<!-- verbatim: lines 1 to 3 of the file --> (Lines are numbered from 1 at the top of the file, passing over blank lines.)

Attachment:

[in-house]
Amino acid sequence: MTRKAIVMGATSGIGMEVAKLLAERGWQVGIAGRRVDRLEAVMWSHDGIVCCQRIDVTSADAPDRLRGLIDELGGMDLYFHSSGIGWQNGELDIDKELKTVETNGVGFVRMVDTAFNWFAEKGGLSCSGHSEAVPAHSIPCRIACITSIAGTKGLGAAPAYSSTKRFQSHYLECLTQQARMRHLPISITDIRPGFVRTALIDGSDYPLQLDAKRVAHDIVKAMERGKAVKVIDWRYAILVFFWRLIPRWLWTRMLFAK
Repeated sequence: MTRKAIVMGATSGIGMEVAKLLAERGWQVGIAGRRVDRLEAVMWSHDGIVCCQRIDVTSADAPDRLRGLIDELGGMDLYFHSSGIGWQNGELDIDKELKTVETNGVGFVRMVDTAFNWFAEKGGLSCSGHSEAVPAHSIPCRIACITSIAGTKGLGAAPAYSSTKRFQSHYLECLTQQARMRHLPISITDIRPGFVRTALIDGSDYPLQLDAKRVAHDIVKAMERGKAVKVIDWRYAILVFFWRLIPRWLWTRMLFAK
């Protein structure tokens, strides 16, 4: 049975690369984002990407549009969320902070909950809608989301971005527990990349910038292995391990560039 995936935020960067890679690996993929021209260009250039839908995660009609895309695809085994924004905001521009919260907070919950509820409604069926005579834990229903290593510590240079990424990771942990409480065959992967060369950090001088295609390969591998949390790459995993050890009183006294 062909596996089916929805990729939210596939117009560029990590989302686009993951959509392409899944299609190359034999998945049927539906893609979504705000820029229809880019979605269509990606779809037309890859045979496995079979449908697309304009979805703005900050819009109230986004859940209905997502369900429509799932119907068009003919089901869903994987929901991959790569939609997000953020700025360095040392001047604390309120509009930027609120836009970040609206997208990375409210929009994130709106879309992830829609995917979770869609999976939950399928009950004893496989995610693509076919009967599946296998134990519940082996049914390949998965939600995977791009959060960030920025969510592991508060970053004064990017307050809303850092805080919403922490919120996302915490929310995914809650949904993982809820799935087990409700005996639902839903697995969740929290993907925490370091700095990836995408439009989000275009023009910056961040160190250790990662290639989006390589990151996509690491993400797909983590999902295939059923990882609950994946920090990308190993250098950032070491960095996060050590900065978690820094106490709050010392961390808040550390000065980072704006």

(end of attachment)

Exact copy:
[in-house]
Amino acid sequence: MTRKAIVMGATSGIGMEVAKLLAERGWQVGIAGRRVDRLEAVMWSHDGIVCCQRIDVTSADAPDRLRGLIDELGGMDLYFHSSGIGWQNGELDIDKELKTVETNGVGFVRMVDTAFNWFAEKGGLSCSGHSEAVPAHSIPCRIACITSIAGTKGLGAAPAYSSTKRFQSHYLECLTQQARMRHLPISITDIRPGFVRTALIDGSDYPLQLDAKRVAHDIVKAMERGKAVKVIDWRYAILVFFWRLIPRWLWTRMLFAK
Repeated sequence: MTRKAIVMGATSGIGMEVAKLLAERGWQVGIAGRRVDRLEAVMWSHDGIVCCQRIDVTSADAPDRLRGLIDELGGMDLYFHSSGIGWQNGELDIDKELKTVETNGVGFVRMVDTAFNWFAEKGGLSCSGHSEAVPAHSIPCRIACITSIAGTKGLGAAPAYSSTKRFQSHYLECLTQQARMRHLPISITDIRPGFVRTALIDGSDYPLQLDAKRVAHDIVKAMERGKAVKVIDWRYAILVFFWRLIPRWLWTRMLFAK